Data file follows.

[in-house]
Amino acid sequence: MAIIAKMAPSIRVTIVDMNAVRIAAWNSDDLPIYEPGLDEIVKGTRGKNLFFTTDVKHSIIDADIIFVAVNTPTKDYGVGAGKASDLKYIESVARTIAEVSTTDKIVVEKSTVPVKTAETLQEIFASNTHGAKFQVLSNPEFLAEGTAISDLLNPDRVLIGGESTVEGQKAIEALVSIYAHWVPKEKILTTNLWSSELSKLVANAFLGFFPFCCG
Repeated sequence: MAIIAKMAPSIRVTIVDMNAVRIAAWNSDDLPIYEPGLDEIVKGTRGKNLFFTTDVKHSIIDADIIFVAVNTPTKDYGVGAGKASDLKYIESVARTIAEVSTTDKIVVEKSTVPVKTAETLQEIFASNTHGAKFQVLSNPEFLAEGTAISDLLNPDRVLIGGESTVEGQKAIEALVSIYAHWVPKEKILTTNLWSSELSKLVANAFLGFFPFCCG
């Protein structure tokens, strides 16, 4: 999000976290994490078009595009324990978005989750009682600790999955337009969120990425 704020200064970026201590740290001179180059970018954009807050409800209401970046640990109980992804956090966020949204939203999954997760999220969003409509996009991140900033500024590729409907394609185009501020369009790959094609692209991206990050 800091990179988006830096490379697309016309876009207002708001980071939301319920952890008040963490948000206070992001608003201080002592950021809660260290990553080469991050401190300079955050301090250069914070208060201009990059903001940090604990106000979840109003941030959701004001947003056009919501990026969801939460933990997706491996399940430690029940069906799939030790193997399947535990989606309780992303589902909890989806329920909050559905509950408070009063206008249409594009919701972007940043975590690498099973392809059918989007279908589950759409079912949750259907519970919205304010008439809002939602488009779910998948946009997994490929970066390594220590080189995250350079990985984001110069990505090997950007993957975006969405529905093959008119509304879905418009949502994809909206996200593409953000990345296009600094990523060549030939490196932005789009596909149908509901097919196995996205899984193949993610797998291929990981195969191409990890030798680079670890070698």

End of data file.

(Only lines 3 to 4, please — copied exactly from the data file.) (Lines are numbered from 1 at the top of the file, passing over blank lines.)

Repeated sequence: MAIIAKMAPSIRVTIVDMNAVRIAAWNSDDLPIYEPGLDEIVKGTRGKNLFFTTDVKHSIIDADIIFVAVNTPTKDYGVGAGKASDLKYIESVARTIAEVSTTDKIVVEKSTVPVKTAETLQEIFASNTHGAKFQVLSNPEFLAEGTAISDLLNPDRVLIGGESTVEGQKAIEALVSIYAHWVPKEKILTTNLWSSELSKLVANAFLGFFPFCCG
């Protein structure tokens, strides 16, 4: 999000976290994490078009595009324990978005989750009682600790999955337009969120990425 704020200064970026201590740290001179180059970018954009807050409800209401970046640990109980992804956090966020949204939203999954997760999220969003409509996009991140900033500024590729409907394609185009501020369009790959094609692209991206990050 800091990179988006830096490379697309016309876009207002708001980071939301319920952890008040963490948000206070992001608003201080002592950021809660260290990553080469991050401190300079955050301090250069914070208060201009990059903001940090604990106000979840109003941030959701004001947003056009919501990026969801939460933990997706491996399940430690029940069906799939030790193997399947535990989606309780992303589902909890989806329920909050559905509950408070009063206008249409594009919701972007940043975590690498099973392809059918989007279908589950759409079912949750259907519970919205304010008439809002939602488009779910998948946009997994490929970066390594220590080189995250350079990985984001110069990505090997950007993957975006969405529905093959008119509304879905418009949502994809909206996200593409953000990345296009600094990523060549030939490196932005789009596909149908509901097919196995996205899984193949993610797998291929990981195969191409990890030798680079670890070698």